Sunday, January 3, 2016

House Post: Bathroom Fans, Part 1

So after we insulated the attic, one of the next projects that came up on the Must Do list was bathroom vent fans.


Such a boring and pedestrian thing to have to do, but once you start air-sealing a house you need a system to get as much moisture out of it as possible. Bathrooms generate more moisture than anywhere else, hence, bathroom fans. Neither bathroom had them.

One was already sort-of done; it had been wired in and installed when we did the electricity. I'll talk about that one later. The other...well.

The downstairs bathroom is tiny. It has enough room for the sink, toilet, and shower, and then to turn around. That's it. The one exterior wall has a window, a corner/wall from the addition, and an eave that made for basically zero space to get a fan out. The joists ran the wrong way to run venting. Every idea we had was thwarted.

there were a bunch of these old masonry nails hanging out in the wall for some reason. don't they look like shoe nails?

I had hired a handyman to come help out, and then worked alongside him to get this done, and it was complicated.

Step 1: Cut a hole in the existing ceiling to make room for the fan + venting.


Step 2: Drop a new ceiling with 2x4 beams to make enough room for the fan, complete with a corner chase



Step 3: Install a stupid complicated venting system.


Step 4: New drywall on the ceiling





(Step 3.5 was to strip wallpaper and repaint the bathroom, about which more later, because since we were basically redoing the bathroom, why not make it look better at the same time?)

Step 5: As much as it physically pained me, we had to trim about half an inch off the bathroom door in order to get the right "draw" for the fan to actually be able to pull air out of the bathroom.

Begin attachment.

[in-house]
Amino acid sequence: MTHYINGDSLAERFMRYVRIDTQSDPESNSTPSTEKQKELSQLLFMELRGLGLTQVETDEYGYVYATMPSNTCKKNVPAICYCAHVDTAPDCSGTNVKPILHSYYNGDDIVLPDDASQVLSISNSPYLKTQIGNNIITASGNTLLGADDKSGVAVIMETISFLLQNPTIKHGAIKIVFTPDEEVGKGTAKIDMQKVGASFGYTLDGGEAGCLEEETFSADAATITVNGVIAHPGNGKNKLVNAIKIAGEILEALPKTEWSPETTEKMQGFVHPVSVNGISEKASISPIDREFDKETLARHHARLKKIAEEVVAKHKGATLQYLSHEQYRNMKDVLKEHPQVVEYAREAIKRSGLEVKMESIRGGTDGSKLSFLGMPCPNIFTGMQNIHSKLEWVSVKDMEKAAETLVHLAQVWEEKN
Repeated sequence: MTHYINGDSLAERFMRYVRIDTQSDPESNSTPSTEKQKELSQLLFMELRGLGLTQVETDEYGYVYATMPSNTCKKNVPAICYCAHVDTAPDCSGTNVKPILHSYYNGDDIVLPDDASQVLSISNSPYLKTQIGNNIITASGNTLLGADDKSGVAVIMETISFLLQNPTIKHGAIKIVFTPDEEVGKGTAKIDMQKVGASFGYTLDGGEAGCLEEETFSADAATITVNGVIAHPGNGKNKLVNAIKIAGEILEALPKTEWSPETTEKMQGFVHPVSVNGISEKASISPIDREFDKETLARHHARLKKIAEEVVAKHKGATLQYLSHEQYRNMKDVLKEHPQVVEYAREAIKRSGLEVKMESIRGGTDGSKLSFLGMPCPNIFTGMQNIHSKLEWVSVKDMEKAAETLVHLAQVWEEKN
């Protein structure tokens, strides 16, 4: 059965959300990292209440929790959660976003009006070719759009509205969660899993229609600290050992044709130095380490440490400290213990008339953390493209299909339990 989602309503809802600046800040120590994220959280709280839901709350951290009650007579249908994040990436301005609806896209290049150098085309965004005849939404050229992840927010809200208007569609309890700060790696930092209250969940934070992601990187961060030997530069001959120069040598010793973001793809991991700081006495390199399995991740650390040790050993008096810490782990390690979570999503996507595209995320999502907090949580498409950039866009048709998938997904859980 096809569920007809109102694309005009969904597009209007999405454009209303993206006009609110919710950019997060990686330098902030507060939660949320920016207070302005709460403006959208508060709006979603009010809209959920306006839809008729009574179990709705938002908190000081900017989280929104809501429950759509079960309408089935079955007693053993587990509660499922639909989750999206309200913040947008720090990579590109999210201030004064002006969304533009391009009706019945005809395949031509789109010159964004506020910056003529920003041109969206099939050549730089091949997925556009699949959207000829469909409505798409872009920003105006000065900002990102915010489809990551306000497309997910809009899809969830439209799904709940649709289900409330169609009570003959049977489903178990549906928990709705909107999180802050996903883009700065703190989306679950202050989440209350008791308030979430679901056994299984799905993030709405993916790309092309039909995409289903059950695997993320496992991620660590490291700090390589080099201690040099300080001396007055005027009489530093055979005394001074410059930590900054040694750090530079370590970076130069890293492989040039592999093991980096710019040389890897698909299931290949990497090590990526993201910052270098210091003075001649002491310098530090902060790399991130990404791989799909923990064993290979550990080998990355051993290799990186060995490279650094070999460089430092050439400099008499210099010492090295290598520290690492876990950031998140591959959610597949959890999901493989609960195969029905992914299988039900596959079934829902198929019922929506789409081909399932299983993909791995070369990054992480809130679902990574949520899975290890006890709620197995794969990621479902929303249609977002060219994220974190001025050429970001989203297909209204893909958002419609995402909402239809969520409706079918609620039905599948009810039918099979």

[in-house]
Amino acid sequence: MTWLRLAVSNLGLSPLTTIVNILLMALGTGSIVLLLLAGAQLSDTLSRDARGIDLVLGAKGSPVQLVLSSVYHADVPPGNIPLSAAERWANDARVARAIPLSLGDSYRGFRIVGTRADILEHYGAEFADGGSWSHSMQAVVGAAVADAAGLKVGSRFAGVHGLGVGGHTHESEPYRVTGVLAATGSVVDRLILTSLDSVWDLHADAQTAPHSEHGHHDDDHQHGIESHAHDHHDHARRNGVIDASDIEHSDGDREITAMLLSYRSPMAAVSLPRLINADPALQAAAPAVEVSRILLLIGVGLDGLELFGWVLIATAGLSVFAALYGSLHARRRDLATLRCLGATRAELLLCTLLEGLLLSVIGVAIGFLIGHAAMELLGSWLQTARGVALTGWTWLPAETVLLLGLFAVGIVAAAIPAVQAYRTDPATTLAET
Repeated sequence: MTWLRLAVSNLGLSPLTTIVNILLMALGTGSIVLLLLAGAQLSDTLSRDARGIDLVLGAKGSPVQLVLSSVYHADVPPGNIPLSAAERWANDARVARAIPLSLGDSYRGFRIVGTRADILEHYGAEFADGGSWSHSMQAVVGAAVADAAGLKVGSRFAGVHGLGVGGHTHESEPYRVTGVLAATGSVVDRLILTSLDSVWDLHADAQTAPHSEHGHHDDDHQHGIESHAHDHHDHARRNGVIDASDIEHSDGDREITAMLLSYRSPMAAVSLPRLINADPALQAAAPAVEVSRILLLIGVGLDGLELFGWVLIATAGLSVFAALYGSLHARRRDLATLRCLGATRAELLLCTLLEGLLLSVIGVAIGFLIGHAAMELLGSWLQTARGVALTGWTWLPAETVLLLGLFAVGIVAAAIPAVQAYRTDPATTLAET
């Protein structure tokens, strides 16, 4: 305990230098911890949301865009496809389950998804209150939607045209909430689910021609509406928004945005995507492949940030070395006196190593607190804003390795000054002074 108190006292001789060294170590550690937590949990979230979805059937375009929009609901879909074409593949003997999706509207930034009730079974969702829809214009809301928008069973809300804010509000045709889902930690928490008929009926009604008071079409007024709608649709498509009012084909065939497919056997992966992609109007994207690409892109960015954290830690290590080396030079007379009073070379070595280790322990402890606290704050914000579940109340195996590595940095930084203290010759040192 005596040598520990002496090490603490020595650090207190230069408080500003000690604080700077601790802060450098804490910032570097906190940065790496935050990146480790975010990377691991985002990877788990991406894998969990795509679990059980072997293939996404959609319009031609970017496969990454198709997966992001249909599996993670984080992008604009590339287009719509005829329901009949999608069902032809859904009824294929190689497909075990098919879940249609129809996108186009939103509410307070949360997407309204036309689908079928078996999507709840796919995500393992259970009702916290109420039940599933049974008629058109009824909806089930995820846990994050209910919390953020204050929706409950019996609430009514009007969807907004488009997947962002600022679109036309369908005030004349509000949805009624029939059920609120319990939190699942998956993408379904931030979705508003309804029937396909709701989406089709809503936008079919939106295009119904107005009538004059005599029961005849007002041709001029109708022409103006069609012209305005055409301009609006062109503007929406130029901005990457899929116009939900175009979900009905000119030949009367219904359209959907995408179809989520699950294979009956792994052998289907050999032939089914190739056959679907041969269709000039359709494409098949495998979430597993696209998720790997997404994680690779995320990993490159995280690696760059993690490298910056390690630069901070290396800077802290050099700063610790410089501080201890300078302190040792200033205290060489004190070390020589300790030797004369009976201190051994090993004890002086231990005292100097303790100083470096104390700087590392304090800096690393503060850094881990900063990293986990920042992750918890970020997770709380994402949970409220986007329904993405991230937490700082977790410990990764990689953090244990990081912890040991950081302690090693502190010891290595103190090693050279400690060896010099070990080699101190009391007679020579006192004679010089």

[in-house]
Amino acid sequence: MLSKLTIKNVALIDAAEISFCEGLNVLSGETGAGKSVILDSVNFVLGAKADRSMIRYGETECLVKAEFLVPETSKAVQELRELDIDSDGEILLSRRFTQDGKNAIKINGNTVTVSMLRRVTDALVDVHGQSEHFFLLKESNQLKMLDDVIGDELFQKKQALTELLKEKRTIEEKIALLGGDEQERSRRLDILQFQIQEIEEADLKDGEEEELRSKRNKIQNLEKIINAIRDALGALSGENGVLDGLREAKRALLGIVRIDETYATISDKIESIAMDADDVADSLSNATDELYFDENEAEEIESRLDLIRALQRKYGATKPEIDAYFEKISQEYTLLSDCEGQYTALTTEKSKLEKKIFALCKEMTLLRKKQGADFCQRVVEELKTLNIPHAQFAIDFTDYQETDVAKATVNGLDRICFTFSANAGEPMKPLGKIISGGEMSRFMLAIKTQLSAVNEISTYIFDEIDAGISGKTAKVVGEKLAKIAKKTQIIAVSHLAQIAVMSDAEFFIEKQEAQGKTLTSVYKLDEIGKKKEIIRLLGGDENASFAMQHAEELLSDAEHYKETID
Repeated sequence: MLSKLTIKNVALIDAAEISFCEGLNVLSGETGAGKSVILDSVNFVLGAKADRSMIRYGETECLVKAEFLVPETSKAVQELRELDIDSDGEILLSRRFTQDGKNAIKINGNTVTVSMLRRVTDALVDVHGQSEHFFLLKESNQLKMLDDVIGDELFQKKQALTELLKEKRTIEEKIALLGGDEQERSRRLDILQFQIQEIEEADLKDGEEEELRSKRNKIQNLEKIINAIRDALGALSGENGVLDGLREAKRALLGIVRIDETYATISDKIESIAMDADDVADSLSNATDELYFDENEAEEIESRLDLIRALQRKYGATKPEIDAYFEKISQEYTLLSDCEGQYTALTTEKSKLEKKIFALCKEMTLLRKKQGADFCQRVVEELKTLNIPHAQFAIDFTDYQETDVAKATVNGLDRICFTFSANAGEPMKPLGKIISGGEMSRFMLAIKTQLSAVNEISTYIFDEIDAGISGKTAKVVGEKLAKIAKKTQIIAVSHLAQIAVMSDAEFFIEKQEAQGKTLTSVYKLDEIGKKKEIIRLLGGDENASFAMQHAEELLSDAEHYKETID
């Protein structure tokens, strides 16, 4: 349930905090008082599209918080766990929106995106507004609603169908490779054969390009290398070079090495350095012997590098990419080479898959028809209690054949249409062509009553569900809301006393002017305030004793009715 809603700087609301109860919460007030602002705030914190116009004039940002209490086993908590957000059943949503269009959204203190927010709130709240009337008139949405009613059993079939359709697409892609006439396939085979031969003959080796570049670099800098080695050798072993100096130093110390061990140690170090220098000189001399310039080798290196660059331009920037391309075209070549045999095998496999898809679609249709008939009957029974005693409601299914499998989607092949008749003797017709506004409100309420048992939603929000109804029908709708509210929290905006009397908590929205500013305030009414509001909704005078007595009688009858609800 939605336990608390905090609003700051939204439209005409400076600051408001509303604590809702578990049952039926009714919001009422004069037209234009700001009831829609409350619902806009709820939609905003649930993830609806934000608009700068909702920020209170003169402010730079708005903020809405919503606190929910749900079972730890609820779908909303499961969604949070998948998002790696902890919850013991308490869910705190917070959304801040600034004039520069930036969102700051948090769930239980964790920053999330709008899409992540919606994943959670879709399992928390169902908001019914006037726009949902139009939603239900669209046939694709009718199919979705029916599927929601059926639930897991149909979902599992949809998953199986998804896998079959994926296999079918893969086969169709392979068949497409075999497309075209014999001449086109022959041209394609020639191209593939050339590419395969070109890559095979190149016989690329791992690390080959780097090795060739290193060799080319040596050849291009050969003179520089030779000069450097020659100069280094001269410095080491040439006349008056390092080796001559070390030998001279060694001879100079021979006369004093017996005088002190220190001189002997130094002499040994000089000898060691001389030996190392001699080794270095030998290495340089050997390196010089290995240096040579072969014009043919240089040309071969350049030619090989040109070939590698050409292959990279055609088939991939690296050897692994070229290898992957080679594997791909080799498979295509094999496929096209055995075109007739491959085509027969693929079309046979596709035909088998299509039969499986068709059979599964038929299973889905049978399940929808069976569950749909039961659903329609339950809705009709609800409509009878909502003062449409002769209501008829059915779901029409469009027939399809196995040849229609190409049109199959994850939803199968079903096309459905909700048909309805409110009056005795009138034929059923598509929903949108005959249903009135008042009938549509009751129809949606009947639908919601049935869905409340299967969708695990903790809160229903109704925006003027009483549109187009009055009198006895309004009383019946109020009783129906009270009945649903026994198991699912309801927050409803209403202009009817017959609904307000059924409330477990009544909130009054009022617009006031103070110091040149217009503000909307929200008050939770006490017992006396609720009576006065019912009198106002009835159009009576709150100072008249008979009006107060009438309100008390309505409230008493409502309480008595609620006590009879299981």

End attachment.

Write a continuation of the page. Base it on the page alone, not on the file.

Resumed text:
Steps I did not include: cutting a hole in the exterior and installing the vent outside, and painting the bathroom ceiling. You'll just have to trust me that we did that, too.

Total PITA, but on the plus side, when we turn on the bathroom fan during and after a shower (the switch is a timer) there's barely any fog on the mirror during the shower, and it vanishes shortly after the shower is over. Huzzah for that.

2 comments:

  1. We spent the holiday break working on our bathroom (which is also tiny!) and we're planning to replace our vent fan with something that's actually functional. Good to have this post!

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    1. We bought Panasonic Whisper Greens, which are low-energy and really and truly QUIET. You can't hear them at all when there is any other noise in the bathroom - even just the sink running. They are spendy but worth it.

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